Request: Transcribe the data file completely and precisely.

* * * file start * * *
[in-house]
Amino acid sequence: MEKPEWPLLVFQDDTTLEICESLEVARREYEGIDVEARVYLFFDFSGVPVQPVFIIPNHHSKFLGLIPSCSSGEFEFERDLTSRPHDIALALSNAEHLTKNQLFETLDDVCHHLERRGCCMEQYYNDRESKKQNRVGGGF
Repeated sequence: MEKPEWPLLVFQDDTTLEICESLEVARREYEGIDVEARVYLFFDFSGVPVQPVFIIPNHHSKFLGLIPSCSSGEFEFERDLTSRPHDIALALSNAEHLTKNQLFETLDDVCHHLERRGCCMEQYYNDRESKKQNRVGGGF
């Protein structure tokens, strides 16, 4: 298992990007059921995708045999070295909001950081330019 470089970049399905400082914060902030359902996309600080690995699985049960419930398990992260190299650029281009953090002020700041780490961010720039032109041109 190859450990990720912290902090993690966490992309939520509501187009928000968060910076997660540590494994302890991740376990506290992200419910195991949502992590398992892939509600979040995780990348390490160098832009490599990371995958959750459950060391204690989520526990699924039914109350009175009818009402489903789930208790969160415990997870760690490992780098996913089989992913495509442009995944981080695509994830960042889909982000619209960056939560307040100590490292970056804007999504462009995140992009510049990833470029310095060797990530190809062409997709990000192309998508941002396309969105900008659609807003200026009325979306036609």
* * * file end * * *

[in-house]
Amino acid sequence: MEKPEWPLLVFQDDTTLEICESLEVARREYEGIDVEARVYLFFDFSGVPVQPVFIIPNHHSKFLGLIPSCSSGEFEFERDLTSRPHDIALALSNAEHLTKNQLFETLDDVCHHLERRGCCMEQYYNDRESKKQNRVGGGF
Repeated sequence: MEKPEWPLLVFQDDTTLEICESLEVARREYEGIDVEARVYLFFDFSGVPVQPVFIIPNHHSKFLGLIPSCSSGEFEFERDLTSRPHDIALALSNAEHLTKNQLFETLDDVCHHLERRGCCMEQYYNDRESKKQNRVGGGF
């Protein structure tokens, strides 16, 4: 298992990007059921995708045999070295909001950081330019 470089970049399905400082914060902030359902996309600080690995699985049960419930398990992260190299650029281009953090002020700041780490961010720039032109041109 190859450990990720912290902090993690966490992309939520509501187009928000968060910076997660540590494994302890991740376990506290992200419910195991949502992590398992892939509600979040995780990348390490160098832009490599990371995958959750459950060391204690989520526990699924039914109350009175009818009402489903789930208790969160415990997870760690490992780098996913089989992913495509442009995944981080695509994830960042889909982000619209960056939560307040100590490292970056804007999504462009995140992009510049990833470029310095060797990530190809062409997709990000192309998508941002396309969105900008659609807003200026009325979306036609």